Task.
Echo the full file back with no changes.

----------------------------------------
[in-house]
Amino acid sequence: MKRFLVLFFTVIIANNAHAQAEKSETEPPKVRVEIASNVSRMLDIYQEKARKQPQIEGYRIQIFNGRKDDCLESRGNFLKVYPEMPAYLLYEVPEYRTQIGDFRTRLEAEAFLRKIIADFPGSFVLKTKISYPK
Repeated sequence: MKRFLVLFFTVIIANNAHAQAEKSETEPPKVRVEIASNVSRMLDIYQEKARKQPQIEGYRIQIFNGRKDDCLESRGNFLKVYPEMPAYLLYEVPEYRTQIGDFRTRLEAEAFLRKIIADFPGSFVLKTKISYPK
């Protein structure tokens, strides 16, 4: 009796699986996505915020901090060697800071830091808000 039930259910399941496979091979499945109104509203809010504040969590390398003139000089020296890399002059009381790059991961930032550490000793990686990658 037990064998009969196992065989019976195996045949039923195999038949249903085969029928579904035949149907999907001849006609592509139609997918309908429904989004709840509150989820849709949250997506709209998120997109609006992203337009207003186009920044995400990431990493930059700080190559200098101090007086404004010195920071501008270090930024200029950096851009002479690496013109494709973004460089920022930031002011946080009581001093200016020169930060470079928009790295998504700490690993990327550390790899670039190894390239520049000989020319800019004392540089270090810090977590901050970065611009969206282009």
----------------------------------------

[in-house]
Amino acid sequence: MKRFLVLFFTVIIANNAHAQAEKSETEPPKVRVEIASNVSRMLDIYQEKARKQPQIEGYRIQIFNGRKDDCLESRGNFLKVYPEMPAYLLYEVPEYRTQIGDFRTRLEAEAFLRKIIADFPGSFVLKTKISYPK
Repeated sequence: MKRFLVLFFTVIIANNAHAQAEKSETEPPKVRVEIASNVSRMLDIYQEKARKQPQIEGYRIQIFNGRKDDCLESRGNFLKVYPEMPAYLLYEVPEYRTQIGDFRTRLEAEAFLRKIIADFPGSFVLKTKISYPK
């Protein structure tokens, strides 16, 4: 009796699986996505915020901090060697800071830091808000 039930259910399941496979091979499945109104509203809010504040969590390398003139000089020296890399002059009381790059991961930032550490000793990686990658 037990064998009969196992065989019976195996045949039923195999038949249903085969029928579904035949149907999907001849006609592509139609997918309908429904989004709840509150989820849709949250997506709209998120997109609006992203337009207003186009920044995400990431990493930059700080190559200098101090007086404004010195920071501008270090930024200029950096851009002479690496013109494709973004460089920022930031002011946080009581001093200016020169930060470079928009790295998504700490690993990327550390790899670039190894390239520049000989020319800019004392540089270090810090977590901050970065611009969206282009």